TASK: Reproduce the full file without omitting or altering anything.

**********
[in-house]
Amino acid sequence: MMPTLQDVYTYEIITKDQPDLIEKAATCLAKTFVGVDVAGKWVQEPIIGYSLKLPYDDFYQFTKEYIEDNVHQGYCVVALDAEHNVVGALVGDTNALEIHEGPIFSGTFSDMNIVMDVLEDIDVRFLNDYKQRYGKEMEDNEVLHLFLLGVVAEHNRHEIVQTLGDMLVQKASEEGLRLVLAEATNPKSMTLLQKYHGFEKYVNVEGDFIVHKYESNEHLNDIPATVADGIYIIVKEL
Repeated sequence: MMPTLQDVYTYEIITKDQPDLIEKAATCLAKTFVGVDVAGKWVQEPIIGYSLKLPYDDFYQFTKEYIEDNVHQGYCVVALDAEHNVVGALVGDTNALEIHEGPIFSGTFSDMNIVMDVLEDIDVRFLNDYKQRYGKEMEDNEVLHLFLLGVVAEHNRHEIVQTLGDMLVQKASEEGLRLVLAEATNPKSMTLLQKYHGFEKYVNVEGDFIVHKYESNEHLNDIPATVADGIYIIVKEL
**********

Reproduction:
[in-house]
Amino acid sequence: MMPTLQDVYTYEIITKDQPDLIEKAATCLAKTFVGVDVAGKWVQEPIIGYSLKLPYDDFYQFTKEYIEDNVHQGYCVVALDAEHNVVGALVGDTNALEIHEGPIFSGTFSDMNIVMDVLEDIDVRFLNDYKQRYGKEMEDNEVLHLFLLGVVAEHNRHEIVQTLGDMLVQKASEEGLRLVLAEATNPKSMTLLQKYHGFEKYVNVEGDFIVHKYESNEHLNDIPATVADGIYIIVKEL
Repeated sequence: MMPTLQDVYTYEIITKDQPDLIEKAATCLAKTFVGVDVAGKWVQEPIIGYSLKLPYDDFYQFTKEYIEDNVHQGYCVVALDAEHNVVGALVGDTNALEIHEGPIFSGTFSDMNIVMDVLEDIDVRFLNDYKQRYGKEMEDNEVLHLFLLGVVAEHNRHEIVQTLGDMLVQKASEEGLRLVLAEATNPKSMTLLQKYHGFEKYVNVEGDFIVHKYESNEHLNDIPATVADGIYIIVKEL